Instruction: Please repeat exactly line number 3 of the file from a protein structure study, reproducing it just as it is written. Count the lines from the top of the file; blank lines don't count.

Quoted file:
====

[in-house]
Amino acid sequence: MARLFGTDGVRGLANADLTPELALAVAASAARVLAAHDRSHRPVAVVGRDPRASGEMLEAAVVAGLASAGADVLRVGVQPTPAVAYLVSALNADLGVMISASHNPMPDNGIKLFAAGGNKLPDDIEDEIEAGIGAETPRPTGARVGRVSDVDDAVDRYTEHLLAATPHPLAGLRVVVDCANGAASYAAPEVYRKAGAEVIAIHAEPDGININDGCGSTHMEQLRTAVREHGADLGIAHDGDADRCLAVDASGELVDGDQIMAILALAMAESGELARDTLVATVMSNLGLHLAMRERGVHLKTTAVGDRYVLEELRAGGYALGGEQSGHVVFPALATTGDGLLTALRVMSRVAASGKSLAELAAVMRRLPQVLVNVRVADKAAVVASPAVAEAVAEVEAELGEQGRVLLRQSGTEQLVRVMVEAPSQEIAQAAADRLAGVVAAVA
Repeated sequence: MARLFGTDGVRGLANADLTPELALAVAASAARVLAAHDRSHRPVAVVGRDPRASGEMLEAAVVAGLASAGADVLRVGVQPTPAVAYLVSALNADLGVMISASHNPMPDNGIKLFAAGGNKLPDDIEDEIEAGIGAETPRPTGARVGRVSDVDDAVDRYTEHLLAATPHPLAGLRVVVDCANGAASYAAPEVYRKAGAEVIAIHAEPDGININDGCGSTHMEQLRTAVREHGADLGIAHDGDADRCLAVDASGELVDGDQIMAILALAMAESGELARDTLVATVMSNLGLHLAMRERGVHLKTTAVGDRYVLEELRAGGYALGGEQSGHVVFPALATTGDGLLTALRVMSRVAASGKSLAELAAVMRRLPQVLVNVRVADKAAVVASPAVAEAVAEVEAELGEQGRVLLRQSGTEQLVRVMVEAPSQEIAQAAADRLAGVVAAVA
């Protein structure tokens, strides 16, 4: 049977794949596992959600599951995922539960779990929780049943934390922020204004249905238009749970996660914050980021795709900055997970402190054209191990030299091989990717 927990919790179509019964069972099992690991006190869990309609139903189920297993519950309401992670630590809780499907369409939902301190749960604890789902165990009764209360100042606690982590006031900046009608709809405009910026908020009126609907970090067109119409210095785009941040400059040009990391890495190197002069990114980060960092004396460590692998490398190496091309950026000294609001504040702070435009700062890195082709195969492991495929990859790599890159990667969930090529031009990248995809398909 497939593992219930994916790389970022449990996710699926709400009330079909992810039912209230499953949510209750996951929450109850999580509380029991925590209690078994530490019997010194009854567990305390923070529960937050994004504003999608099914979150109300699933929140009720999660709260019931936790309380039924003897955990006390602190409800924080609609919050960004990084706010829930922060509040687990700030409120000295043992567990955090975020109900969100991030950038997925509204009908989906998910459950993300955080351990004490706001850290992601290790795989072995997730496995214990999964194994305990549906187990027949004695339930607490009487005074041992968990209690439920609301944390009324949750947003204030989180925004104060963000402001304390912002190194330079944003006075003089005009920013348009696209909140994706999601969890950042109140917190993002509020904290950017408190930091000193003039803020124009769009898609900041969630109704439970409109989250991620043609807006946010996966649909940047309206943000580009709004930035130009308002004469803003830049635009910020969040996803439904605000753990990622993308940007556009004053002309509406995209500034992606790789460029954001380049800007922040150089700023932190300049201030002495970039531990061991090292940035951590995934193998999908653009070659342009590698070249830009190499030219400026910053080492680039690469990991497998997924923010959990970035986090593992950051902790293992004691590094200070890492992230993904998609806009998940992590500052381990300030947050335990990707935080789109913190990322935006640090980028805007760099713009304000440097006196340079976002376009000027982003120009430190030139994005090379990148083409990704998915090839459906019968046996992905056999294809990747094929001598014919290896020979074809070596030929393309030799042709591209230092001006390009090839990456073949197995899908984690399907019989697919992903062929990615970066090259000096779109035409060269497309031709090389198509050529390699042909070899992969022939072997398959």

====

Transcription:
Repeated sequence: MARLFGTDGVRGLANADLTPELALAVAASAARVLAAHDRSHRPVAVVGRDPRASGEMLEAAVVAGLASAGADVLRVGVQPTPAVAYLVSALNADLGVMISASHNPMPDNGIKLFAAGGNKLPDDIEDEIEAGIGAETPRPTGARVGRVSDVDDAVDRYTEHLLAATPHPLAGLRVVVDCANGAASYAAPEVYRKAGAEVIAIHAEPDGININDGCGSTHMEQLRTAVREHGADLGIAHDGDADRCLAVDASGELVDGDQIMAILALAMAESGELARDTLVATVMSNLGLHLAMRERGVHLKTTAVGDRYVLEELRAGGYALGGEQSGHVVFPALATTGDGLLTALRVMSRVAASGKSLAELAAVMRRLPQVLVNVRVADKAAVVASPAVAEAVAEVEAELGEQGRVLLRQSGTEQLVRVMVEAPSQEIAQAAADRLAGVVAAVA